Le Monde reviews Yazbek’s “19 women”: “A monument”

3 November 2019 3 views No Comment Email This Post Email This Post Print This Post Print This Post

19Women-Yazbek-Cover-FrInterview By Annick Cojean, for Le Monde, October 2019

 

We must not let the memory of the events that have occurred since the first demonstrations in March 2011 dissolve, and demand more democracy (…) “So many things have happened,” she said, “magnificent and cruel, that you must tear yourself from oblivion. And there are so many other elements to show Syrians as this image of shattered victims, undermined by bitterness. They fought. They acted. They hoped. And the cause was noble. We must give them justice. Tell the truth ! Quick, before we sink into collective amnesia. I’m so scared that we all lose our memory! ”

Descent into hell

This is her obsession. Since her departure from Syria in 2011, and her arrival in Paris, the poet, novelist, and journalist has continued to testify. Her books are an invaluable contribution to anyone who wants to understand the Syrians’ descent into hell (…)

It has been impossible for her to cross the border ever since [her book The Crossing], but her work as a scribe has become her “way of resisting”. Better: it came out of the wild emergency that had guided her until then to initiate, knowingly, a kind of great opus: To record the memory of the Syrian conflict. Nothing less. In her words: “to tell, by women, the true story of Syria”.
This precision is important: “by women”; but it does not in any way diminish the ambition of the writer. “On the contrary,” she says, “only Syrian women have the ability – and the courage – to tell the truth! The truth about the dictatorship of Bashar al-Assad, his violence and the rapes committed in his jails; about the “rebel” and jihadist groups, their gradual radicalization, their rivalries become wars, and their betrayals; about the Islamic State (IS) organization, of course, and its terrifying ignominy.

(…) The most conservative values ​​have been imported into the revolution by our fellow men, the same ones who they called themselves lay, democratic and modern! ”
Yes, she insists, “the women face a multi-headed monster. They entered the revolution dreaming of a new society that would promote gender equality. And they find themselves two hundred years back. They were trapped, surrounded, besieged. Men, of course, will not tell that. The word of women is the only one that allows us to approach this truth. ”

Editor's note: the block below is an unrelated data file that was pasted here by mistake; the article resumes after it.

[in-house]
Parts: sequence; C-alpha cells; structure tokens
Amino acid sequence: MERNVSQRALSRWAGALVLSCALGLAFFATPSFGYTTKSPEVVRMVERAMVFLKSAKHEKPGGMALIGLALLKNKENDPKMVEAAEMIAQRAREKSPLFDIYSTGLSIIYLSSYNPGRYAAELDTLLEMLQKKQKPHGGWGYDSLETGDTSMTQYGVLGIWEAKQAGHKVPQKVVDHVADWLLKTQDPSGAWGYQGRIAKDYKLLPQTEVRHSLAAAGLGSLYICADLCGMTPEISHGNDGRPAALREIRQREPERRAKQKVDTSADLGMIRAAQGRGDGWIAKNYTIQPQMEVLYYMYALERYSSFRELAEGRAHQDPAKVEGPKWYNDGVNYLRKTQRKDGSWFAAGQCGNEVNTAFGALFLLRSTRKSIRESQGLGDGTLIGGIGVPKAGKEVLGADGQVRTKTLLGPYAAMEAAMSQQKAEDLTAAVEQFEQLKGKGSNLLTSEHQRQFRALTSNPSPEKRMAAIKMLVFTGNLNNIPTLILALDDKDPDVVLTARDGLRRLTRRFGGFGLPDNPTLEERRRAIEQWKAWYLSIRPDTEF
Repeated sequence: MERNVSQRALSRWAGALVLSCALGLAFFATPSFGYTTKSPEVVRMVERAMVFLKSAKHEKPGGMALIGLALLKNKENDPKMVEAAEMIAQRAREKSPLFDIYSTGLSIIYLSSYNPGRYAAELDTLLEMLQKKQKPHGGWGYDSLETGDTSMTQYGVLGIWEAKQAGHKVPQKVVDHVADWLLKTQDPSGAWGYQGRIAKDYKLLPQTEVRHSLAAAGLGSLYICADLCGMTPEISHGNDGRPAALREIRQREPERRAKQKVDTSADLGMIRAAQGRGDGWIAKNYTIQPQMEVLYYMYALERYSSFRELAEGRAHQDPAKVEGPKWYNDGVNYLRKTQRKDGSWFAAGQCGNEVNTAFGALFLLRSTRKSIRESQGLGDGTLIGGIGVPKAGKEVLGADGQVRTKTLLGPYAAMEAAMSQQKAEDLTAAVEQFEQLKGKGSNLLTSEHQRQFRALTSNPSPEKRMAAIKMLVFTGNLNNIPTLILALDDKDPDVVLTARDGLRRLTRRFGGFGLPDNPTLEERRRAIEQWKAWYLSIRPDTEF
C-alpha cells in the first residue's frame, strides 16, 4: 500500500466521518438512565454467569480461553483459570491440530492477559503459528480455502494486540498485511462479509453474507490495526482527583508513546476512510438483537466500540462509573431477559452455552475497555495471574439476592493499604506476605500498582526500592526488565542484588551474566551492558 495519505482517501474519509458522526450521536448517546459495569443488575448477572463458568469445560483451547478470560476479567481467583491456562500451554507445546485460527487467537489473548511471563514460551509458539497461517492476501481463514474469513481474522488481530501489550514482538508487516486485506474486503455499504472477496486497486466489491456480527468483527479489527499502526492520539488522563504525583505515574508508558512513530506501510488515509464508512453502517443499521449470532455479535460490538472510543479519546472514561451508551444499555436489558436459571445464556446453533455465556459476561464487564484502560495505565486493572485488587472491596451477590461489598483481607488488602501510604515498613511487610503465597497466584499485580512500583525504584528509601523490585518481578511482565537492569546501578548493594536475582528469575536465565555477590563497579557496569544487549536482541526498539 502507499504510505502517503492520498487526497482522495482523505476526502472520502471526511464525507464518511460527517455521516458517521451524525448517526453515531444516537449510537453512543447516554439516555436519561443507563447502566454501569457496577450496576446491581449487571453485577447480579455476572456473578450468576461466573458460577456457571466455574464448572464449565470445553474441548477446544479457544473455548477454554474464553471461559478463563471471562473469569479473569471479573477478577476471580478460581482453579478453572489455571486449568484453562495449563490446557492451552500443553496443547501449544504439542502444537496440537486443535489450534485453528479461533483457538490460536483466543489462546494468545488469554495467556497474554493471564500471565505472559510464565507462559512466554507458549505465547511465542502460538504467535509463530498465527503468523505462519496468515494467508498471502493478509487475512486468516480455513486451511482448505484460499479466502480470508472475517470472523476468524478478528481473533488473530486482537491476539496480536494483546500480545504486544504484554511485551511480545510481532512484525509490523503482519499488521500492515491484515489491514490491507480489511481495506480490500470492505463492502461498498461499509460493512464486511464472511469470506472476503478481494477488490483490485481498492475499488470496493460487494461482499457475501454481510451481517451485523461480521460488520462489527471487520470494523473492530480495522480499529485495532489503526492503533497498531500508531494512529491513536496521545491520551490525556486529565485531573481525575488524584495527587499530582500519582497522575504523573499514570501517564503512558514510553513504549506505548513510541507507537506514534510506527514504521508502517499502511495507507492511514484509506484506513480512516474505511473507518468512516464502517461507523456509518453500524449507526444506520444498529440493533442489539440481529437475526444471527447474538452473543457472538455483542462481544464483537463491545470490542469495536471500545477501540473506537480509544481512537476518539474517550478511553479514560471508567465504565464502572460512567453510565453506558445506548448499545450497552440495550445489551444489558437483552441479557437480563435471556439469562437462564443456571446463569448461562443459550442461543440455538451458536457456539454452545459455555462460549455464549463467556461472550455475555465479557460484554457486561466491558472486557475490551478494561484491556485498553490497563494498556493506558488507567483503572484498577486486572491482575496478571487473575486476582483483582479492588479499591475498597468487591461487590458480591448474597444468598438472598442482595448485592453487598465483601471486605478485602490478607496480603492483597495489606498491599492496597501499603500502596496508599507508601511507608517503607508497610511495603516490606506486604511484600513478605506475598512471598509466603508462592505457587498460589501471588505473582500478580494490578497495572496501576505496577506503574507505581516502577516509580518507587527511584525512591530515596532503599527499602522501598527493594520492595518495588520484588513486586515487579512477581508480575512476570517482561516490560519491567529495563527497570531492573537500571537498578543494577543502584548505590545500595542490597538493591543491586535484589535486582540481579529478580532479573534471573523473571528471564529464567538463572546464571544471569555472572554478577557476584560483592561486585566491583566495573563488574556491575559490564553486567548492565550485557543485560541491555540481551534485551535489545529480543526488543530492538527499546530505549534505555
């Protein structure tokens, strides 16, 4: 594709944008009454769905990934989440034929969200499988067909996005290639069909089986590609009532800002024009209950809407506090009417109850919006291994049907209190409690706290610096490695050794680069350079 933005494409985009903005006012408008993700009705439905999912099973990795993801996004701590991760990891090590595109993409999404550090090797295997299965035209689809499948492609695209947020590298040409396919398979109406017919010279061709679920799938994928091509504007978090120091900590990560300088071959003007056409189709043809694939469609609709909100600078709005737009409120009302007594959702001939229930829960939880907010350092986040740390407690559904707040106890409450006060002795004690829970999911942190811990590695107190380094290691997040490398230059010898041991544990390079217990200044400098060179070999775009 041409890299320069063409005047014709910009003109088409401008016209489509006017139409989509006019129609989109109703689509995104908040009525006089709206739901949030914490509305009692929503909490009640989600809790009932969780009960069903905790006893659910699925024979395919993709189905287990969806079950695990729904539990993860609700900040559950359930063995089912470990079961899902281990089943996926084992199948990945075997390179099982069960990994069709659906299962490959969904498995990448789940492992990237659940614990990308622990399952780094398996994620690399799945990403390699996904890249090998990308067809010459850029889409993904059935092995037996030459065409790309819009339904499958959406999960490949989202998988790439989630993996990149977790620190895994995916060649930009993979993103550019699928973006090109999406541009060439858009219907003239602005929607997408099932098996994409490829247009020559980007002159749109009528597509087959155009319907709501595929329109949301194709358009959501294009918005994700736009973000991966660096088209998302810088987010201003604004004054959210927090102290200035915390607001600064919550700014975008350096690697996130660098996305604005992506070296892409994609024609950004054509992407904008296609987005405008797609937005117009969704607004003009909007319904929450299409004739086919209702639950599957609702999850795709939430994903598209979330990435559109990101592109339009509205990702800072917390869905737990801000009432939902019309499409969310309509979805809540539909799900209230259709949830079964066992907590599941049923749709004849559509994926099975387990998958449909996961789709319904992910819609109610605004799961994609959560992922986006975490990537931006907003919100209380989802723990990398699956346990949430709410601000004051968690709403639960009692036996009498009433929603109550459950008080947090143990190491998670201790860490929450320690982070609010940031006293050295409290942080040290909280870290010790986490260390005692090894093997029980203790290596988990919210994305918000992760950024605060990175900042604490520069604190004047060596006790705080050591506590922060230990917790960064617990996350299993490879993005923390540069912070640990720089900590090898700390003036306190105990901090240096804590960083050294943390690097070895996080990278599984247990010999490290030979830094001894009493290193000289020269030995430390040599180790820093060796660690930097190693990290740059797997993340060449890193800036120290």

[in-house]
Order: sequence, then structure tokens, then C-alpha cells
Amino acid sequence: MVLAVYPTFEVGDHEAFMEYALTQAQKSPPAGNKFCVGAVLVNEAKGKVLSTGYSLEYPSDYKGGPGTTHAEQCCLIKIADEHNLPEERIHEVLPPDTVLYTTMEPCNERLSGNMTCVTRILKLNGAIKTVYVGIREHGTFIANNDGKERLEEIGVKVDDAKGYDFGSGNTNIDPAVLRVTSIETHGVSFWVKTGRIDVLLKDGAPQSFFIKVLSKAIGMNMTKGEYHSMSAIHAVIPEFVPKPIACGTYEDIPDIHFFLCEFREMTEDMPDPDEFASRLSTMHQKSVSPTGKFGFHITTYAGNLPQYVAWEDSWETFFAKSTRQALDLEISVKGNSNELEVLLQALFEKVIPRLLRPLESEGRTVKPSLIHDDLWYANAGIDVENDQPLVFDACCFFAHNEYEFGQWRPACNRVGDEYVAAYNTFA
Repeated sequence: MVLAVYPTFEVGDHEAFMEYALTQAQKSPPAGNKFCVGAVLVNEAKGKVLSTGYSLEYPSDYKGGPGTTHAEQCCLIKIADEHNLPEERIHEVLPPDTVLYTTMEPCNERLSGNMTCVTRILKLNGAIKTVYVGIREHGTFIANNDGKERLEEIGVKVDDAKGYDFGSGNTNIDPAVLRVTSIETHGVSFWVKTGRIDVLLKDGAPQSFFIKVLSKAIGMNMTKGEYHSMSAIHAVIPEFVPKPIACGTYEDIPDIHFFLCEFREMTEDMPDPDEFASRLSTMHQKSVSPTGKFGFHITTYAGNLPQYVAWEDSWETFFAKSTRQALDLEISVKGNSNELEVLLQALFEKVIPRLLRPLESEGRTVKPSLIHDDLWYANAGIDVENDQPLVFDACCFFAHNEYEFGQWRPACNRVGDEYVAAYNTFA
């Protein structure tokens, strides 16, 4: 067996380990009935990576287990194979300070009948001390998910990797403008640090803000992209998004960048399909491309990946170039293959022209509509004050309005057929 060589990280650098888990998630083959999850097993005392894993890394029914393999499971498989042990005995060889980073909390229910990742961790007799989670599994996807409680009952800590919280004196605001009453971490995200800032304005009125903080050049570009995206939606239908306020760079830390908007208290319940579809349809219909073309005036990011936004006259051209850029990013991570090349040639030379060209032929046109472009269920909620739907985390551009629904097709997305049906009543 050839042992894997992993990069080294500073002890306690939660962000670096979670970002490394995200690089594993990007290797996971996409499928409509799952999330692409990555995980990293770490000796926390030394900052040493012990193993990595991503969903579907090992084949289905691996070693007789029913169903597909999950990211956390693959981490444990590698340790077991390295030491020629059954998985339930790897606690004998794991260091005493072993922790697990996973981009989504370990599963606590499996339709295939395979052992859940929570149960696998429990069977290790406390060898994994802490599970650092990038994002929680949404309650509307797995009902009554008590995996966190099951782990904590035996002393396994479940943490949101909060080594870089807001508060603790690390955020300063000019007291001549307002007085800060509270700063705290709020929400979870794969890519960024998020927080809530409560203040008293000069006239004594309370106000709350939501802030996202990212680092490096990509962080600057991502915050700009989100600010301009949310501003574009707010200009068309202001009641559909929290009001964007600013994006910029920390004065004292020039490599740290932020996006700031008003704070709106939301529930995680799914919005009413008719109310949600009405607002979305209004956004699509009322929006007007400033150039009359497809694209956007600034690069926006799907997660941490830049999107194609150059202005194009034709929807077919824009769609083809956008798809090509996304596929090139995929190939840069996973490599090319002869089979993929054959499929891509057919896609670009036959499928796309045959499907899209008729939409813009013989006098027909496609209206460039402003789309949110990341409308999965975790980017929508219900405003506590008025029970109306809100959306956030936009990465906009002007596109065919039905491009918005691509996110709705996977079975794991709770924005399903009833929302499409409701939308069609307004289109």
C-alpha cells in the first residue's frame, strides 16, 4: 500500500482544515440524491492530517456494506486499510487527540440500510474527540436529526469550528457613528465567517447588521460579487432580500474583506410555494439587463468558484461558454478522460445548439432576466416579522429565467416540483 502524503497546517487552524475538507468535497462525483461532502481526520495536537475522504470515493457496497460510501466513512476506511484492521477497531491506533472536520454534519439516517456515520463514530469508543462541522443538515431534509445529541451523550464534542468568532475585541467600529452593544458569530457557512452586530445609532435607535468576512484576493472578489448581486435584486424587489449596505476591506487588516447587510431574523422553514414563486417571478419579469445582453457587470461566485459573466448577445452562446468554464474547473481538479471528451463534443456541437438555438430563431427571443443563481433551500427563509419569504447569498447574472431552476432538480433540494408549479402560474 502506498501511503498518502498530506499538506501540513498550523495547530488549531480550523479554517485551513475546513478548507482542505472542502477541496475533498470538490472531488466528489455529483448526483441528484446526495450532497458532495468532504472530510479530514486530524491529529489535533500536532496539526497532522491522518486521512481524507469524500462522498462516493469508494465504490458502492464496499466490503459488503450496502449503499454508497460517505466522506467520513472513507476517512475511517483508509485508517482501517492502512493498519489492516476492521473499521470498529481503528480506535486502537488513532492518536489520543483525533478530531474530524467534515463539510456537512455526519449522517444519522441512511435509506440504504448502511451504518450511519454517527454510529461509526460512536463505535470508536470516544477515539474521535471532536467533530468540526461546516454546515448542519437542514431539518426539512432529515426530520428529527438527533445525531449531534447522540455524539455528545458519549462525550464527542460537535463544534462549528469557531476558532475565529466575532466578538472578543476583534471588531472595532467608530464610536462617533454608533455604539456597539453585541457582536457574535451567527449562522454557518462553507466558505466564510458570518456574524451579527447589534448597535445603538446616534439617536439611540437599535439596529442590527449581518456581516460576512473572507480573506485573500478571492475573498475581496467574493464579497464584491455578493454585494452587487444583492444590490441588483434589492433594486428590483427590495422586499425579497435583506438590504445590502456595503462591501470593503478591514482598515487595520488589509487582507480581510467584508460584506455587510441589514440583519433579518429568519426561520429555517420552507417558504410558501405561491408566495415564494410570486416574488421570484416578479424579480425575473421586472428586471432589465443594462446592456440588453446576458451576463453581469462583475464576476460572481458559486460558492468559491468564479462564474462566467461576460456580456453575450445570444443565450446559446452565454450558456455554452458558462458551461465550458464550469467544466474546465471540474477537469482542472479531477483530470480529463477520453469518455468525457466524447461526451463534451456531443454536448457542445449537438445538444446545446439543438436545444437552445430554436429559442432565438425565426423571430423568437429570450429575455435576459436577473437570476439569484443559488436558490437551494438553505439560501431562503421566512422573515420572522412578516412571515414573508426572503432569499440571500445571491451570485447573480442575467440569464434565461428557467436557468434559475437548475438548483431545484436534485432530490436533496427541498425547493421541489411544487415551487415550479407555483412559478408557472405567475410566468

Thus, Samar Yazbek, 49, decided to have them testify. At length. Methodically. But freely. In their style and their language. In the diversity of their ages, denominations, histories, educational levels, social classes, geographical origins and fates turned upside down by war. A titanesque work, extended over several books, planned over years. “I will do it until I die!” (…) “I will never stop interrogating women. It is my intellectual duty and my due to the dead. This is the meaning of the rest of my life: to help understand the Syrian tragedy, to counter the story that is used to justify the crimes committed, to tell the revolution that we have been deprived of. ”

(…)
Before a forthcoming book devoted to Syrians of the most vulnerable refugee classes in camps, another on Kurdish women… Samar Yazbek publishes this autumn the first book of this vast project, soberly titled “19 women” (Stock, 300 pages, 25.50 euros). Nineteen stories in the first person behind which the writer fades away, refusing to use her novelist touch to better guarantee the authenticity of the words. Nineteen stories collected in the exile countries of these women (France, Germany, Lebanon …), with the exception of two, registered by Skype from Syria. This is a monument, we mean every word.

 

(…)

The writer, at last, is the 20th woman of the book. A heroine, of course. As the others. She continues relentlessly her work as a scribe. And the NGO she founded, which now brings together a network of 11,000 women, organizes fertile bridges between those who remained in Syria and the exiles (…)

In the depths of the war, [women] thought of feeding, educating, teaching and even giving lessons in democracy. “I know, it’s amazing. We lost, that’s right. But when we listen to them, we are still hopeful.” Samar Yazbek gave back their voices to the Syrian resistance fighters. And make a book for History.

 

 

 

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